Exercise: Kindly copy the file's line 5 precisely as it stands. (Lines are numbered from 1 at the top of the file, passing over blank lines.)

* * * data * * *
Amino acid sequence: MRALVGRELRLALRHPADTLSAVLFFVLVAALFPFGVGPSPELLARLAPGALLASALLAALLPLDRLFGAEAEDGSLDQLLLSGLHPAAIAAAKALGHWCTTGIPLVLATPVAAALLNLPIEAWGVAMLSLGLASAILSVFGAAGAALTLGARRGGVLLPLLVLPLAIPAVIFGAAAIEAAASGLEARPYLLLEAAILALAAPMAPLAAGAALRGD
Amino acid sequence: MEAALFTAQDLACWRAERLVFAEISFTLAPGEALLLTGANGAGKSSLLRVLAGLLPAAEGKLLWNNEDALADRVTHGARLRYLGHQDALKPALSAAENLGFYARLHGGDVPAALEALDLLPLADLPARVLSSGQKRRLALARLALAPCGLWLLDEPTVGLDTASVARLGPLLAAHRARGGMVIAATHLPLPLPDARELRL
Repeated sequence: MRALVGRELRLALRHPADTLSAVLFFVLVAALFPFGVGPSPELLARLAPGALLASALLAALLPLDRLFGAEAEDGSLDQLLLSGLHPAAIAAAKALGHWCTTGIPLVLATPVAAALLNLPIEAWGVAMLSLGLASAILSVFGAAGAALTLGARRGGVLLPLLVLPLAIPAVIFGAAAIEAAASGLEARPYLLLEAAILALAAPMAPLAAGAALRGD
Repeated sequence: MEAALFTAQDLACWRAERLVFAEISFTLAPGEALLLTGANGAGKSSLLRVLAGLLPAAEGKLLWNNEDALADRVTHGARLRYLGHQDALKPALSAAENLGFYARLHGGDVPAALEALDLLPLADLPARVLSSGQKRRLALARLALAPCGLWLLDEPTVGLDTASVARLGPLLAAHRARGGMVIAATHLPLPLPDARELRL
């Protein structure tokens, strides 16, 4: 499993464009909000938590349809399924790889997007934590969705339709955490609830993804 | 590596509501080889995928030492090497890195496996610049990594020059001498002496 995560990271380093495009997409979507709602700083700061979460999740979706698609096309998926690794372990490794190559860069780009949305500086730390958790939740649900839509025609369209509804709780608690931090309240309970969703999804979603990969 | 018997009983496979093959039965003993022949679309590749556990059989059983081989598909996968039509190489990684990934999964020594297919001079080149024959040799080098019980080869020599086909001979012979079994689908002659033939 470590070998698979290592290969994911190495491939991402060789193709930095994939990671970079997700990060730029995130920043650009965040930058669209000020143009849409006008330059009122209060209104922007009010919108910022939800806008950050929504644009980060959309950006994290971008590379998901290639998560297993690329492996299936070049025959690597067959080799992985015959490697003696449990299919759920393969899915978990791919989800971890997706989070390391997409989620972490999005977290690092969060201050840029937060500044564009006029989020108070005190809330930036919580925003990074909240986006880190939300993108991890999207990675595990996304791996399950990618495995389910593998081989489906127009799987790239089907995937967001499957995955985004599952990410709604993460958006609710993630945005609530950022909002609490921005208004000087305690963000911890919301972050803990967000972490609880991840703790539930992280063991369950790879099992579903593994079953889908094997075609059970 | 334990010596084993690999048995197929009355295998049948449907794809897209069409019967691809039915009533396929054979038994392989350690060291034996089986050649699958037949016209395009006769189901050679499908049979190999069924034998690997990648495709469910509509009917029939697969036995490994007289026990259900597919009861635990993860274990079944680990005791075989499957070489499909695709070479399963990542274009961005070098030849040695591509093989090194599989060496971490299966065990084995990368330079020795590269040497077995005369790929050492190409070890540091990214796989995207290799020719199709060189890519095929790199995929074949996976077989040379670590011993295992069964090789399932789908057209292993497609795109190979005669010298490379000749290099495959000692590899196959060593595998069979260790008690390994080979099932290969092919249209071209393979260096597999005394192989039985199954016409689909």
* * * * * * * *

């Protein structure tokens, strides 16, 4: 499993464009909000938590349809399924790889997007934590969705339709955490609830993804 | 590596509501080889995928030492090497890195496996610049990594020059001498002496 995560990271380093495009997409979507709602700083700061979460999740979706698609096309998926690794372990490794190559860069780009949305500086730390958790939740649900839509025609369209509804709780608690931090309240309970969703999804979603990969 | 018997009983496979093959039965003993022949679309590749556990059989059983081989598909996968039509190489990684990934999964020594297919001079080149024959040799080098019980080869020599086909001979012979079994689908002659033939 470590070998698979290592290969994911190495491939991402060789193709930095994939990671970079997700990060730029995130920043650009965040930058669209000020143009849409006008330059009122209060209104922007009010919108910022939800806008950050929504644009980060959309950006994290971008590379998901290639998560297993690329492996299936070049025959690597067959080799992985015959490697003696449990299919759920393969899915978990791919989800971890997706989070390391997409989620972490999005977290690092969060201050840029937060500044564009006029989020108070005190809330930036919580925003990074909240986006880190939300993108991890999207990675595990996304791996399950990618495995389910593998081989489906127009799987790239089907995937967001499957995955985004599952990410709604993460958006609710993630945005609530950022909002609490921005208004000087305690963000911890919301972050803990967000972490609880991840703790539930992280063991369950790879099992579903593994079953889908094997075609059970 | 334990010596084993690999048995197929009355295998049948449907794809897209069409019967691809039915009533396929054979038994392989350690060291034996089986050649699958037949016209395009006769189901050679499908049979190999069924034998690997990648495709469910509509009917029939697969036995490994007289026990259900597919009861635990993860274990079944680990005791075989499957070489499909695709070479399963990542274009961005070098030849040695591509093989090194599989060496971490299966065990084995990368330079020795590269040497077995005369790929050492190409070890540091990214796989995207290799020719199709060189890519095929790199995929074949996976077989040379670590011993295992069964090789399932789908057209292993497609795109190979005669010298490379000749290099495959000692590899196959060593595998069979260790008690390994080979099932290969092919249209071209393979260096597999005394192989039985199954016409689909």